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Very often I get asked how to aim correctly in pool. Especially in the US various pool aiming systems are discussed with a harshness which reminds me of fights between religious splinter groups. They’ve got the weirdest ideas how to aim properly. I think it’s a little bit simpler, and here’s how.

Do you actually wanna know how to aim properly?

When people ask me how to aim better, it’s only half of the equation. What people actually want to do is to play the cue ball in the right direction with more precision, in order to miss less shots. Which needs two things:

  1. correct aiming, which means seeing the right line for the cue ball to travel along
  2. a straight stroke

Let’s start with the aiming part, because that’s what people are usually asking for, and it’s what the aforementioned aiming systems are dealing with, too.

My Pool Aiming System: Trial and Error

My pool aiming system is very simple: Pick the right line. Sounds trivial and unprecise, which is because it’s trivial and unprecise – at least if you’re expecting a smart sounding “system”. But that doesn’t mean that it doesn’t work very precisely in real life. If you delve into complicated aiming systems with funny names, you’re intellectualizing an action which doesn’t need intellect. Who tries to pocket balls with thinking is just to lazy to practice.

Who tries to pocket balls with thinking is just to lazy to practice. Click To Tweet

Of course there’s a correct spot where the cue ball has to go. But everybody who’s good at this game knows from experience where to aim. Why does he know it: because he failed often enough.

My aiming system consists of setting up a certain shot and repeating that shot several times in a row, at least 30 times per training session. At each try “aiming” follows the same process:

  1. You look at the line that the object ball should take towards the pocket.
  2. You pick a line from the cue ball to the object ball of which you assume (for whatever reason) it might be the right line.
  3. You play the cue ball along that line as precisely as possible.
  4. You watch the result and correct your aiming line accordingly on the next shot. There’s three options:
    1. The ball missed the pocket on the right side: Correct the aiming line to the right.
    2. The ball missed the pocket on the left side: Correct the aiming line to the left.
    3. You made the ball: Do the same thing again.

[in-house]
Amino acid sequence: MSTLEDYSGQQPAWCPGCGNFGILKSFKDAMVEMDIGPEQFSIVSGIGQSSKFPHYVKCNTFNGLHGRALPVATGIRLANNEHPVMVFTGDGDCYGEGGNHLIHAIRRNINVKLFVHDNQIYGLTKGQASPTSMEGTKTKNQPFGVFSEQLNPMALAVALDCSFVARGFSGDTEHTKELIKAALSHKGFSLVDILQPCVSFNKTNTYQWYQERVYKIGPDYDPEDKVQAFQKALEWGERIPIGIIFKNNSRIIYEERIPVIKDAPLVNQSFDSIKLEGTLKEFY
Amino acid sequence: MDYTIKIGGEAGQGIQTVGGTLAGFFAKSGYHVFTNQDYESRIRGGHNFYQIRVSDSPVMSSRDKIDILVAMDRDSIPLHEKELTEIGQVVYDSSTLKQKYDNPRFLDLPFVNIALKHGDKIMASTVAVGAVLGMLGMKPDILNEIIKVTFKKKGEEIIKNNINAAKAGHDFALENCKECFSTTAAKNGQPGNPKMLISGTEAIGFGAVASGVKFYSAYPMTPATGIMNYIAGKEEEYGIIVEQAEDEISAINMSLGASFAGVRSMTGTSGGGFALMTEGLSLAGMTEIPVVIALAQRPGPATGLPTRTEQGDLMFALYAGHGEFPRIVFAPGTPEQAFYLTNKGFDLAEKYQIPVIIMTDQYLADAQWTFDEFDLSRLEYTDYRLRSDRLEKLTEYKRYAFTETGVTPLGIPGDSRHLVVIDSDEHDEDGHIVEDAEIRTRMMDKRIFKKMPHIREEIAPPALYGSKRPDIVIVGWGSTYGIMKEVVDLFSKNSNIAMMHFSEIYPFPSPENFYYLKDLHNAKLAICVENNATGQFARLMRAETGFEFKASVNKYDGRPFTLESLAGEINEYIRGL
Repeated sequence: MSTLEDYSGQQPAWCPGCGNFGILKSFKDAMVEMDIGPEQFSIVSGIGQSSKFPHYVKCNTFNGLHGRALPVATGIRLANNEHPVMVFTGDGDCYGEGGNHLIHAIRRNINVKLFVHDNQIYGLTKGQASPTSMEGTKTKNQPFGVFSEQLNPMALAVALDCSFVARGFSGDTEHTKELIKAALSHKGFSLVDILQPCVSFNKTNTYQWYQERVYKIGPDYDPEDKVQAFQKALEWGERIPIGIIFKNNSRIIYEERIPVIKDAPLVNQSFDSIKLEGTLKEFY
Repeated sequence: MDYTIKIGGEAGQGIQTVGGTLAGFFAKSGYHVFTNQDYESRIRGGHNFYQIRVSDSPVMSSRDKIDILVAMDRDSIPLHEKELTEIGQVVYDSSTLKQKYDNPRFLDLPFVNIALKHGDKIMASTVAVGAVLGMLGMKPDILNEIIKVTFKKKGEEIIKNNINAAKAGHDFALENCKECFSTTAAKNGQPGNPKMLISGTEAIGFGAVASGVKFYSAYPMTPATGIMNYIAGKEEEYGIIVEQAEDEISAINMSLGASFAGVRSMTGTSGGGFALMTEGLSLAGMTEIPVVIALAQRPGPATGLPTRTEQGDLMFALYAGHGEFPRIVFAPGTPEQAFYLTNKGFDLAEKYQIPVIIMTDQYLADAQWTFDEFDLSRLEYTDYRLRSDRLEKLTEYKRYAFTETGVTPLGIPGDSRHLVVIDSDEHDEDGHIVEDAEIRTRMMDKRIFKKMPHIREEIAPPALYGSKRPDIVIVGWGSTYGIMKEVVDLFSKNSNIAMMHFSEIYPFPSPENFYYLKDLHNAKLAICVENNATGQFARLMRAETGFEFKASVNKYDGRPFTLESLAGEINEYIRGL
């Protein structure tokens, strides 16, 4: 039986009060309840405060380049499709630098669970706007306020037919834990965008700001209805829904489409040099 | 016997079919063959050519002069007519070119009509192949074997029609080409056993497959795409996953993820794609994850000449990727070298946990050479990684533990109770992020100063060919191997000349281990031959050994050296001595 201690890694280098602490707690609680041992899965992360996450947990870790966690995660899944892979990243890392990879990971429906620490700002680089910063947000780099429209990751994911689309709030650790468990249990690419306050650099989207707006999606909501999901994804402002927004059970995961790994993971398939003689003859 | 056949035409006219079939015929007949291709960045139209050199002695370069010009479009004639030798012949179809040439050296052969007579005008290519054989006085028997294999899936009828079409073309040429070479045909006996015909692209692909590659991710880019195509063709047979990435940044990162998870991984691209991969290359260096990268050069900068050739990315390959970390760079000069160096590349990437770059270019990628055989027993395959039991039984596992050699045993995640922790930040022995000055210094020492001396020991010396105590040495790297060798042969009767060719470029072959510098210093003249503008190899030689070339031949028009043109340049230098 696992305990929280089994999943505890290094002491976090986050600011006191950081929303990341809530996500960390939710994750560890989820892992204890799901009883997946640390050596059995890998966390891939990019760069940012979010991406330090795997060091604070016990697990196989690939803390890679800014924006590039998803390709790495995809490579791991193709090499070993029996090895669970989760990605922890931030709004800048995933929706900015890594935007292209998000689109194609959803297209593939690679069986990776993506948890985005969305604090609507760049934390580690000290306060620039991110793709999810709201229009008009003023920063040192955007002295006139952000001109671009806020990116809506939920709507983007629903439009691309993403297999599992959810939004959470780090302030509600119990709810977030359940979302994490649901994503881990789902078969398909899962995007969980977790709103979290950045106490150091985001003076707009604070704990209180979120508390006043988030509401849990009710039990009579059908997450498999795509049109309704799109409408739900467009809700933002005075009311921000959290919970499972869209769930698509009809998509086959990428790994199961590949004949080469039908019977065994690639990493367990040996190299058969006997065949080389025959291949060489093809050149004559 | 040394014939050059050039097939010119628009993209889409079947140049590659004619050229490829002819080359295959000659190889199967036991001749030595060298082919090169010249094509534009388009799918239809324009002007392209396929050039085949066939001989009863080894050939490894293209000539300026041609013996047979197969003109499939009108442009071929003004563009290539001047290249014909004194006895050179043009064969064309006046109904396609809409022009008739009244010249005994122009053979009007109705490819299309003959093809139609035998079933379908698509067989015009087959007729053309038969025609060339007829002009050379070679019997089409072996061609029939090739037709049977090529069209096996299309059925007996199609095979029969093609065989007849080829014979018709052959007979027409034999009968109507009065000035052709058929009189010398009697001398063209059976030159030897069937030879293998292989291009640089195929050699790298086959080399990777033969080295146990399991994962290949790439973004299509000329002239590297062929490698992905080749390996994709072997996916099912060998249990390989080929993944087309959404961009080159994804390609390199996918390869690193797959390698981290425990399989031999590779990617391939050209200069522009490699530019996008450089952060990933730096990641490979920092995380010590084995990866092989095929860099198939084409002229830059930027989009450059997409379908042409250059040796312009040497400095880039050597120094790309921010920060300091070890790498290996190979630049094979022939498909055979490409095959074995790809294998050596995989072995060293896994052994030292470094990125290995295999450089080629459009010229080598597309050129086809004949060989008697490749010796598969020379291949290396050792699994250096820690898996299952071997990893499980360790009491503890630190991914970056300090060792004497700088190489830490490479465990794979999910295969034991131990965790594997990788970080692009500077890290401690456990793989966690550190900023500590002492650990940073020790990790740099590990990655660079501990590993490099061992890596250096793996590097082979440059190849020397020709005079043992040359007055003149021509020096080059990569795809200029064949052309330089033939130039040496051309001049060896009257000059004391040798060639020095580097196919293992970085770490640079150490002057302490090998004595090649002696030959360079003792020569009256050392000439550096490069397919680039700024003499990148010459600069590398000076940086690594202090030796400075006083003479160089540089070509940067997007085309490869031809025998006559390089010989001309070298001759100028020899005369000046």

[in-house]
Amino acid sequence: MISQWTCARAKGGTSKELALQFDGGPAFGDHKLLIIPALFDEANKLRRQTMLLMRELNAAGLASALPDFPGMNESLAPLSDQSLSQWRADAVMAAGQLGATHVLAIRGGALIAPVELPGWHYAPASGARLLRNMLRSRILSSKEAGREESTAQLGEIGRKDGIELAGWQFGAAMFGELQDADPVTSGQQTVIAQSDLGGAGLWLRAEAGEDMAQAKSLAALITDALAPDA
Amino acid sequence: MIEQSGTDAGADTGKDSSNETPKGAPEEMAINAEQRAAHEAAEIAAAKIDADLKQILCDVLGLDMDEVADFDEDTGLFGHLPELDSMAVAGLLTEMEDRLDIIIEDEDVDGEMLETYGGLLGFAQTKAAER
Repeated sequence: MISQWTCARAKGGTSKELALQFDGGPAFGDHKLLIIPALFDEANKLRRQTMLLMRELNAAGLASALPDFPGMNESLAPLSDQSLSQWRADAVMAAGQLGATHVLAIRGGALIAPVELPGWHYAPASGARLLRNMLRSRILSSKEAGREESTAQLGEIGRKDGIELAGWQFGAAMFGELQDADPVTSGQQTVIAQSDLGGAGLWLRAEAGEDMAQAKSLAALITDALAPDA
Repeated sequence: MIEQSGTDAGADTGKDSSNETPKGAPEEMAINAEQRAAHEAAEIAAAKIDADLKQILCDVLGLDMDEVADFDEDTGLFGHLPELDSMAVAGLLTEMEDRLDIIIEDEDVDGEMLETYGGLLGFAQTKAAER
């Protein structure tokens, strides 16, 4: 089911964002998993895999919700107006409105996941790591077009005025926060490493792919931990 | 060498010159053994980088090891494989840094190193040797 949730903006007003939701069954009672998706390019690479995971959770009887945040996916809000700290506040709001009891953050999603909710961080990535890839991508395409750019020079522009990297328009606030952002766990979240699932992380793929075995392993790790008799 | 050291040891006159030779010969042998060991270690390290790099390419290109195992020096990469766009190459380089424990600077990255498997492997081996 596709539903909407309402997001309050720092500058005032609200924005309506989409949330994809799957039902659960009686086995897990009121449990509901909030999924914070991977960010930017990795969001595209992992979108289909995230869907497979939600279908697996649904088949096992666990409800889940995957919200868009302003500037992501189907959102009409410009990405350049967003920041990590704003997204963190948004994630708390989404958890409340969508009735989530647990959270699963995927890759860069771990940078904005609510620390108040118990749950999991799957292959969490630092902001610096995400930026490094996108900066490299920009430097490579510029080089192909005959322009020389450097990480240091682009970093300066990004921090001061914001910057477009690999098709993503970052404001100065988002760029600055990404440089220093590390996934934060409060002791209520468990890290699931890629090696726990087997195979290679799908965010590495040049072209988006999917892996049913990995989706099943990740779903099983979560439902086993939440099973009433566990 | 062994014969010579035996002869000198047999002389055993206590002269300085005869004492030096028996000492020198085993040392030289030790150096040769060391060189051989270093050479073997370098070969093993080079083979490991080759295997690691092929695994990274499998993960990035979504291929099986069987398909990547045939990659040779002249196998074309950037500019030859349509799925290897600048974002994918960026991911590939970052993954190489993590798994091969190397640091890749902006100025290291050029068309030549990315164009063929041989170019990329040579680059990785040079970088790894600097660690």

Do you think that’s too simple? Well, try quantum physics instead of pool. Or study one of the fancy name aiming systems.

By the way: There are nice collections of standard shots to practice aiming. Of course you can practice every situation of cue ball and object ball that you’d like to learn.

Missing never stops

I believe some of the players who ask for my advice and want to aim properly have another issue. They can’t deal with missing shots. I’ve got this message for you: It’s not gonna stop, you’ll always miss. Your whole life. Pros and world champions miss. Why should you be different?

What does that mean for aiming? I just wrote: Pick a line of which you assume it’s the right one. Because that’s what it is: an assumption where the right spot might be, where the cue ball has to hit the object ball. It’s just an educated guess. And sometimes we err by a fraction of an inch, which makes that little bastard rattle in the pocket instead of dropping.

Follow through 100%

The funny thing: Although aiming is always an assumption, we have to trust this assumption 100%. Only if we fully commit to our assumption and believe that it’s the best assumption that has ever been made, are we going to follow through by 100%. Don’t “baby” shots and don’t correct right before you shoot.

Even if you’re only 30% sure that your aiming line is the right one, or if your fundamentals aren’t very precise yet, you have to shoot the shot with 100% confidence. Thereby you raise the probability of the ball going into the pocket. Because I already mentioned it: Making balls only works if we aim properly and shoot properly. If you only give your shot 80% commitment, you lower your success rate to 80% of 30%.

Which is exactly… Wait, we wanted to leave quantum physics to somebody else, right?

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